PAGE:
But some board members running for office told Inside Higher Ed they saw new opportunities to share their expertise more broadly. Smith, a scientist and former faculty member at the University of Colorado at Boulder, spent time on a local school board before she was elected regent. And while she has years of experience in public education, she saw other pressing issues around dwindling water resources and climate change that she wanted to focus on.

Smith also noted that her time on the board overlapped with former regent Heidi Ganahl, who was the Republican nominee for governor in 2022, ultimately losing to Democrat Jared Polis.

“I think there’s this perception—especially since we are an elected board—that people run for regent as a stepping stone. And to me, that definitely was not the case. I thought, for sure, I was going to run for a second term [as regent] and after 12 years, I’d be done,” Smith said. “But because of the environmental crisis that we are experiencing in the Southwest, I thought I should run because there aren’t a lot of people that have my background on water in the State House.”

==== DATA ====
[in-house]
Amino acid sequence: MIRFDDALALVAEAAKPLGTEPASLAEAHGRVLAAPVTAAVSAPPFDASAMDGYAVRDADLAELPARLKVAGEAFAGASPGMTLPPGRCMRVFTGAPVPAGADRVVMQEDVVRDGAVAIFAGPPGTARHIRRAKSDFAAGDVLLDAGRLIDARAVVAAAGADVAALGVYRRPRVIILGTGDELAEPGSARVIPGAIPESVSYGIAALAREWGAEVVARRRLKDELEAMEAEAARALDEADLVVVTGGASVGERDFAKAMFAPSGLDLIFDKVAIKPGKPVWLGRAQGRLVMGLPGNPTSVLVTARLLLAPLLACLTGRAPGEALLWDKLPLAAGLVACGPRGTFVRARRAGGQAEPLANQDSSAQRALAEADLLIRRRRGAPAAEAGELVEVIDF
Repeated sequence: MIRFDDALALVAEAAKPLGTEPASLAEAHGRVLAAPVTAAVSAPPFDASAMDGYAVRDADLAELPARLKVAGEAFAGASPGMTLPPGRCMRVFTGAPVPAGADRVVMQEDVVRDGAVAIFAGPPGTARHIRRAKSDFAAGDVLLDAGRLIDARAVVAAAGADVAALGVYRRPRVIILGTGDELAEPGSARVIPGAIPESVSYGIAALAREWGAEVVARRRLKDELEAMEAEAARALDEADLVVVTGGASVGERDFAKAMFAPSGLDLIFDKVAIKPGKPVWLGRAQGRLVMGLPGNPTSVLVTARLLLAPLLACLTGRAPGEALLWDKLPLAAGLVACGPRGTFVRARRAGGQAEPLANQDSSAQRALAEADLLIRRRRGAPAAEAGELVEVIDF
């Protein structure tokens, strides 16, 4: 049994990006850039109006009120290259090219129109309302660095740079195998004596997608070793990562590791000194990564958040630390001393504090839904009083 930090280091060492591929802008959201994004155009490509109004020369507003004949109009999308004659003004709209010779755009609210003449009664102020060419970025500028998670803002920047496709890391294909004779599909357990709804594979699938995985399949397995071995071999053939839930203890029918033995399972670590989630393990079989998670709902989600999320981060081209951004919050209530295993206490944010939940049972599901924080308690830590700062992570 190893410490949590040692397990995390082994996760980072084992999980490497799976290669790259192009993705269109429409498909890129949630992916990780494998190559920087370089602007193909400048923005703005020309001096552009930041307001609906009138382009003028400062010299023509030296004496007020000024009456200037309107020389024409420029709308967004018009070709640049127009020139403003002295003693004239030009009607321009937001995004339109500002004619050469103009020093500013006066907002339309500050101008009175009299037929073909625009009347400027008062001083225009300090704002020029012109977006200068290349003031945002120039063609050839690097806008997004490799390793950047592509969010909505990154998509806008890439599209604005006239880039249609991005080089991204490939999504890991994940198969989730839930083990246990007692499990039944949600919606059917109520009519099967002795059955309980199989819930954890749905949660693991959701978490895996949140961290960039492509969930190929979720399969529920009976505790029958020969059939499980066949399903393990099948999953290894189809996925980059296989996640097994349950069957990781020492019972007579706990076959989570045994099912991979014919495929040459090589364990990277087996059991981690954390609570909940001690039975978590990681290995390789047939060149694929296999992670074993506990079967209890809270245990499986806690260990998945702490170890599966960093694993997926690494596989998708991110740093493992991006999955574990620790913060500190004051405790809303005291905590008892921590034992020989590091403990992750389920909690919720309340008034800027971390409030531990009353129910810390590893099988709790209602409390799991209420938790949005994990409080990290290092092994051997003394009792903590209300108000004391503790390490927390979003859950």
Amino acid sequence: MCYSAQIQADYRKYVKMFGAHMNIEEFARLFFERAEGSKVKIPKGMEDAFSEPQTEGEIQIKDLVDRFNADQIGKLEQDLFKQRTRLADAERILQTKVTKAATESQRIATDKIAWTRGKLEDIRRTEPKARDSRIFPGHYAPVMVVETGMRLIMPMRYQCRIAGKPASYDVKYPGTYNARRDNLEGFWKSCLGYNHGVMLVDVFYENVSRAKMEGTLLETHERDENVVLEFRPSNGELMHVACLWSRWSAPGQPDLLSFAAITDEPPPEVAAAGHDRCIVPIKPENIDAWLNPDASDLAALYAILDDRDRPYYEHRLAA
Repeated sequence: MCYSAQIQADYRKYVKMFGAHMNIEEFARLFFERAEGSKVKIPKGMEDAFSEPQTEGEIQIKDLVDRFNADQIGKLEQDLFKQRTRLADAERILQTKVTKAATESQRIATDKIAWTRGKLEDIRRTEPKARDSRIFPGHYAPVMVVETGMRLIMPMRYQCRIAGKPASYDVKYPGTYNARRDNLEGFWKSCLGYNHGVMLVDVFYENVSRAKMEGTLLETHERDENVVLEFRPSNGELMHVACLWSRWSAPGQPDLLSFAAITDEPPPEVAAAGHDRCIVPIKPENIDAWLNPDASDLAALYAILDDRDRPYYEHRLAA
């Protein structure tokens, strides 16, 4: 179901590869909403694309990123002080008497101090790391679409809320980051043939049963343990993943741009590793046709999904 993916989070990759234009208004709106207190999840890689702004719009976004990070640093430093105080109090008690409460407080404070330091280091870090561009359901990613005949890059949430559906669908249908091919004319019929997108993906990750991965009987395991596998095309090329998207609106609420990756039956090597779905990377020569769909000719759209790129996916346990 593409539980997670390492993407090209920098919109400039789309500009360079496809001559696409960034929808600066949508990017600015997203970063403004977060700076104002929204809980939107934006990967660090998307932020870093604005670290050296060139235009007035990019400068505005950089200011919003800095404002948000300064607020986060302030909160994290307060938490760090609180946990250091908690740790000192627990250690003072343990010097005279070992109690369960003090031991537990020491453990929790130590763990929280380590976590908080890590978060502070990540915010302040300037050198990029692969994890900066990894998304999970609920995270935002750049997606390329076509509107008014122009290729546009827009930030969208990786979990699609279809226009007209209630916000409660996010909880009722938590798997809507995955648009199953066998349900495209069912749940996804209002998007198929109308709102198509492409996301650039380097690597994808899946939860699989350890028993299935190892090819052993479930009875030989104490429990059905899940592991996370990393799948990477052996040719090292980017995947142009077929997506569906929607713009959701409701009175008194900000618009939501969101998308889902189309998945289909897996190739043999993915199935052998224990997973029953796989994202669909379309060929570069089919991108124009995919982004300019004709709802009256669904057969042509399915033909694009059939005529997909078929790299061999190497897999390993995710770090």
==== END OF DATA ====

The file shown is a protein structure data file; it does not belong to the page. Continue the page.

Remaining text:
Briner, who was appointed to the UNC Chapel Hill board last fall, said there is little overlap between his board service and the state treasurer role he’s pursuing. And given how contentious higher education issues have become, he questions how beneficial the board is as a platform; while Briner believes it’s a worthwhile act of public service, he’s skeptical of any political benefit.

“Whether it’s the people on the far right who think that you’re kowtowing to crazy liberals on the faculty, or the people on the far left who think you’re promoting some ideological takeover of the university, being involved with UNC doesn’t help politically,” Briner said. “I can’t speak for everyone in these roles but being on the Board of Trustees is not ideal in running for office.”

For trustees running for other offices, Papazian stressed the need to separate board duties and personal political ambitions. Specifically, she said they need to remain focused on institutional interests and their fiduciary duties, while consulting any existing conflict of interest policies and the board code of conduct so candidates don’t make ethical missteps while running for office.

“I think it crosses a line when it’s really about your own ambitions,” Papazian said.